Goliat FPSO (Image source: Eni)Goliat FPSO (Image source: Eni)

Another day, another problem for Goliat. Eni Norge, the operator of the giant Goliat FPSO in the Barents Sea, off Norway, has informed that the production from the namesake oil field was stopped on Friday night.

“The Goliat FPSO lost all power from shore 26.08.2016 at 22:30, and the production was stopped,” Eni said in a statement on Saturday morning.

The field is supplied with hydro-generated electricity from the mainland by means of a subsea cable. Following the power outage, the company started sending non-essential personnel to Hammerfest by helicopter. The Goliat is located 85 kilometers northwest of Hammerfest.

The evacuation was stopped after the power returned a few hours later, and “the situation normalized.”

Eni did not elaborate if this means that the production is now back online.

The Goliat development, dubbed the world’s northernmost producing field, has been plagued with problems even before the output began.

It was originally planned for first oil in 2013, however, following years of delays and technical problems, oil production only started a couple of months ago, in March 2016, with the official inauguration taking place on Monday, April 22.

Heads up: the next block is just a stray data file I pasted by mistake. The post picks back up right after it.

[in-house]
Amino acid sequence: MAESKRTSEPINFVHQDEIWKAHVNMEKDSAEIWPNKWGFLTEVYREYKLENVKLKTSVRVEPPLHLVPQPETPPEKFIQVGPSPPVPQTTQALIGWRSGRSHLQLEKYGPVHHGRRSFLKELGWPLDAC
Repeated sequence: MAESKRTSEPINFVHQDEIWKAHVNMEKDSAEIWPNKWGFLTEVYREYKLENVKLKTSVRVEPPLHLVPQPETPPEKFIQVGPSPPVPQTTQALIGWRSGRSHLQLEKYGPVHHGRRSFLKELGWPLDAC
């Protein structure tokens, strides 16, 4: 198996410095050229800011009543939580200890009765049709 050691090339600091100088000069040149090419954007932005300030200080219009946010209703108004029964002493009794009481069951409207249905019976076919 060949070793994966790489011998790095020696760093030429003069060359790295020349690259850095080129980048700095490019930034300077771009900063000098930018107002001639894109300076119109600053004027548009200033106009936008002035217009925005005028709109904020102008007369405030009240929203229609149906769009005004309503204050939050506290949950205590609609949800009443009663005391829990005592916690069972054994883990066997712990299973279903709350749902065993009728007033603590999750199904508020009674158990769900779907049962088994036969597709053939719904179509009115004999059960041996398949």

The inauguration didn’t go smooth either because the night before the inauguration, a gas leak was detected aboard the FPSO. Also, on Monday afternoon of April 18, a few hours after inauguration, there was another gas alarm in the afternoon. This would later be described as a false alarm, since the production was shut down.”

Last but not least, an offshore worker was injured aboard the FPSO late in June during an unloading operation.

Developed using a Sevan-designed cylindrical FPSO built in South Korea, the field is estimated to contain about 180 million barrels of oil. The cost of the development had originally been set at $5.06 billion, but the figure has surpassed the $6 billion mark.

Eni holds a 65% stake (as operator) in Production Licence 229. The Norwegian company Statoil holds the remaining 35%.

Offshore Energy Today Staff

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